Though distant, attacks rekindle desire to help

I have struggled for the past two weeks with an overwhelming sense of uselessness.

Oh sure, there have been other emotions in reaction to the events of Sept. 11.

I’m tired of hearing those events called “”tragedies.”” That word seems somehow inadequate, although I can’t imagine a word that better describes it all.

I could rattle them off, from disbelief to outrage and, naturally, grief. The last has been largely repressed, because I know that if I allow myself to sink into sadness, I’ll be paralyzed.

Not that I can do anything to help anyway.

I’m so in debt that I can’t give money as freely as I’d like. Five dollars in a fireman’s boot is a nice gesture, but such tokens do nothing to calm my restlessness or allay my feeling of impotence.

My time is also severely limited. I have a full load of classes. I work 20 hours per week. I have commitments at the Guardian and at KSDT.

Despite this, I have flirted with the idea of packing up my car, filling up my gas tank and driving east for three days. I can see myself knee-deep in pieces of what once were impressive skyscrapers. I am covered in ash. I don’t miss school or work or my baby sister. Committed, purposeful, useful, I am satisfied.

I know perfectly well that I can’t drop everything and charge blindly into the wreckage, asking to be put to use. There are others, though, who can do exactly that. Libby, a friend who lives in Boston, told me about two of her classmates who went to New York.

Both students only had one class that day, which they opted to skip. They took a bus to lower Manhattan and dedicated the entire day helping to clean up the “”enormous mess.””

“”What they told me gave me goose bumps,”” Libby said. “”They were let in through a back door, so to speak, and rode through the streets in the back of an Army van. Apparently, thousands of people stood on the street side waiting to help as well. Thousands. A lot of them had to wait all day and after waiting all day, many were turned away because there was too much help. But they were all still cheering on the volunteers and shouting out love for America, waving flags, singing, etcetera.””

Such a story is inspiring. Maybe I should take a lesson from those people in New York who, unable to physically assist, offered instead their love and support and accepted that this is what they could do.

But I’ve never been one to sit on the sidelines. In case you couldn’t guess from the schedule I recounted above, I’m high energy. I have to be busy.

At some point — and here I’m sure I’m going to sound fatuous and self-important, if I haven’t already — I realized that I have been blessed by circumstance.

I come from a great family who has given me gifts of good genes and a healthy attitude. They were sufficiently well-off to live in neighborhoods with fine schools, to feed me good food and give me interesting books to read. I am intelligent and inquisitive; I learn things quickly.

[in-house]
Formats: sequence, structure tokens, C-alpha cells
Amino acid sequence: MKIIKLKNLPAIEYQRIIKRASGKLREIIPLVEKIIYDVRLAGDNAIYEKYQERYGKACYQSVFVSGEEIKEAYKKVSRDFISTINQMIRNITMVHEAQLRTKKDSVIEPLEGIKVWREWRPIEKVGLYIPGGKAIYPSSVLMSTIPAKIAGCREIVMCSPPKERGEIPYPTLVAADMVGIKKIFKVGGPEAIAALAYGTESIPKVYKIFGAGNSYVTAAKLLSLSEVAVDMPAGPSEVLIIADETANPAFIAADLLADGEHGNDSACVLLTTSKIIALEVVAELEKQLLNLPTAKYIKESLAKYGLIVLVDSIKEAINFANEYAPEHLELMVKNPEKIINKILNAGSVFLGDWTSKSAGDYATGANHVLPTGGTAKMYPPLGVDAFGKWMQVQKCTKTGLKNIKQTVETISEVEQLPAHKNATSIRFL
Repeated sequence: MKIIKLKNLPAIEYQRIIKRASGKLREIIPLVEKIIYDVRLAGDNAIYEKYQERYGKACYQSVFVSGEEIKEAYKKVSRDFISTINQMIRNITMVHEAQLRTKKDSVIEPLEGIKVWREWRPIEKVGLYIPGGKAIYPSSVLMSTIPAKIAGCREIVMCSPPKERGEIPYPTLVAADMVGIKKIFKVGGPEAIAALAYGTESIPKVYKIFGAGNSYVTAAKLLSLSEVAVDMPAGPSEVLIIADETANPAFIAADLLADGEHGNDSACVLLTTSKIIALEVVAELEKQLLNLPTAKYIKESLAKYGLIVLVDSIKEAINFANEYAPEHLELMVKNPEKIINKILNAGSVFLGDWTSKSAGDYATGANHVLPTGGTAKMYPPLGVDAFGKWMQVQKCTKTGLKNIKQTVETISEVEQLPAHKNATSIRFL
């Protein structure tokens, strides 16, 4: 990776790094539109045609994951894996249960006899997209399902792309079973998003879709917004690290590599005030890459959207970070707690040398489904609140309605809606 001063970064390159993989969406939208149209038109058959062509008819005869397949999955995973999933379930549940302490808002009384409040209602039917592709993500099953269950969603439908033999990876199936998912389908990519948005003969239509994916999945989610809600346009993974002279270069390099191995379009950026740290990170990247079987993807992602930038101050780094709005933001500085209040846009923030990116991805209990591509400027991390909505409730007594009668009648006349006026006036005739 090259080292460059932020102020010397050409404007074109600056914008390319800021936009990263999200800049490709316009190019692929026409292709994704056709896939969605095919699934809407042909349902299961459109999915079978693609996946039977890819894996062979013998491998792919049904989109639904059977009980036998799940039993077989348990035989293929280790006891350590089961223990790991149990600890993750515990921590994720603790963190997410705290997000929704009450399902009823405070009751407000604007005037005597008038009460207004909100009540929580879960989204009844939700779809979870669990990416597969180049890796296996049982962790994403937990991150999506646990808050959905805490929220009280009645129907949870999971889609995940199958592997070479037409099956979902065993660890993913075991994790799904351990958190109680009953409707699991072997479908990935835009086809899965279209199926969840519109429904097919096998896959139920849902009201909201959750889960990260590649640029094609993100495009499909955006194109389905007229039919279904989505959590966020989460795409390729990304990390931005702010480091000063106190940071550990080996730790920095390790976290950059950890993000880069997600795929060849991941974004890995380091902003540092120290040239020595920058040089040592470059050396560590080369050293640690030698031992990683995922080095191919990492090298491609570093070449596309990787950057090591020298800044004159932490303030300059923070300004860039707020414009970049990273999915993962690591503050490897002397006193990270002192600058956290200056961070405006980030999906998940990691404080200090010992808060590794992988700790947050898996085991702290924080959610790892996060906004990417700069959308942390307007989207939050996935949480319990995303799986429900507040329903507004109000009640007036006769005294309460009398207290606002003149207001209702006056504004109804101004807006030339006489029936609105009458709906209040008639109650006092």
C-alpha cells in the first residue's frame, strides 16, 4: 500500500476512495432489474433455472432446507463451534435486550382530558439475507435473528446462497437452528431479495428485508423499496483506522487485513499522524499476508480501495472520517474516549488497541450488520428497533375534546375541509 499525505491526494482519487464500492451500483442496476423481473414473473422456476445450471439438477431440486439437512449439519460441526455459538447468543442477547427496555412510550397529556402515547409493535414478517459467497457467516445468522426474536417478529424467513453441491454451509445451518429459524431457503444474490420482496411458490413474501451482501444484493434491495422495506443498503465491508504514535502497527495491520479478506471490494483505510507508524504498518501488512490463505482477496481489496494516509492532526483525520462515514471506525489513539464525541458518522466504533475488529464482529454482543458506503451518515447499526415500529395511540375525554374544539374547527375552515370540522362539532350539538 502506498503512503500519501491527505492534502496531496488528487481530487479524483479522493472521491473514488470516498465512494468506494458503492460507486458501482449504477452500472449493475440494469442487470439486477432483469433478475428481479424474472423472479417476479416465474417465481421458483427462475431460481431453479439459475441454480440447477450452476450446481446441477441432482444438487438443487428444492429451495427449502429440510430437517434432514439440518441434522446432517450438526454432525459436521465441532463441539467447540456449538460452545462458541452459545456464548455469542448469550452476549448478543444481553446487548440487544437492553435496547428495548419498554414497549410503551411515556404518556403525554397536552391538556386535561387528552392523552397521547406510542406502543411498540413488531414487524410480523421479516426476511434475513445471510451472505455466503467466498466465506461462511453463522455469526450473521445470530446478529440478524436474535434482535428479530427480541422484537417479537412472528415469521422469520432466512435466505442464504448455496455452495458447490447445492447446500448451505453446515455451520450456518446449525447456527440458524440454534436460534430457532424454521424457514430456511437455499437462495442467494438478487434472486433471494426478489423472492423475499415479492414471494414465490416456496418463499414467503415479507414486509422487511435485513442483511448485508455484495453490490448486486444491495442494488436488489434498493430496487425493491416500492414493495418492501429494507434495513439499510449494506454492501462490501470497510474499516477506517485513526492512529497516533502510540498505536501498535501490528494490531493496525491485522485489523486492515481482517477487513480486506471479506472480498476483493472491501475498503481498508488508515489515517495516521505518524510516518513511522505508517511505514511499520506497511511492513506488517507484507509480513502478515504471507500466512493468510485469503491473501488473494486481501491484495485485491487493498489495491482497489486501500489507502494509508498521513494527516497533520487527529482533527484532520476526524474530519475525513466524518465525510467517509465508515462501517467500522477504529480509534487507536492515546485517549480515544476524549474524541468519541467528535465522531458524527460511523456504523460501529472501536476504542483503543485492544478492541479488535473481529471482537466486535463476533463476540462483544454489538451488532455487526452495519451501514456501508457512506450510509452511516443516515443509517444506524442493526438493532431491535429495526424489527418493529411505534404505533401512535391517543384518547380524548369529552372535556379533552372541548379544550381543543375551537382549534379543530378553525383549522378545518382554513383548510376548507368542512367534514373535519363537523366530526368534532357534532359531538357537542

Obviously I have myriad weaknesses, and I’m well aware of them. Just ask me about my ex-boyfriends. But it is much more important to be aware of our strengths, to know what we’re good at, so that we can do those things for the betterment of ourselves and our loved ones.

I don’t know when this started. I don’t know when I started feeling like a part of the Collective, obligated to give of myself to help my fellow man. It’s entirely possible that all this high-toned rhetoric is nothing more than a bid at renown and respect. I like to think I have purer motivations, of course, but there are some who claim altruism is an illusion, and they may be right.

Whatever the reason, I have known for some time that I want to do more than live placidly in my ivory tower. Once, I wanted to do exactly that: work in academia as a professor in literature. While I don’t detract from the importance of the amazing teachers and researchers we have here at UCSD, and indeed at universities all over the world, I know now that’s not the path for me. I couldn’t be satisfied in that role, I think.

This led me to decide to join the Peace Corps after graduation. I guess I’ll be sent to some developing country, providing whatever service I’m able. It will be scary. My mother, I think, hasn’t realized yet that I’m serious. Neither of us will handle separation well. But it’s worth it to be cut off for a time from everything that is comfortable and safe.

And after that — who knows?

It’s all well and good to look forward to graduation, but that doesn’t help the way I feel now.

All of this has come to a head lately because of acts that have little direct effect on my life other than to force me to restructure the page of a college newspaper. But I am connected to it nonetheless, if only by my own reflections.

But here I am at this particularly illustrious ivory tower, with the chance to at least develop something that could be put to use. And so I am enrolled in independent study of Arabic this quarter, prompted by the FBI’s announcement that they are sorely understaffed in fluent speakers of that language.

And I can write for the Guardian. The pen is mightier than the sword, right? I don’t think I believe that yet.

I do believe, however, in the power that those people in New York had, encouraging those luckier than they; I’m doing my best to smile and cheer whenever possible. It gives me something to do.

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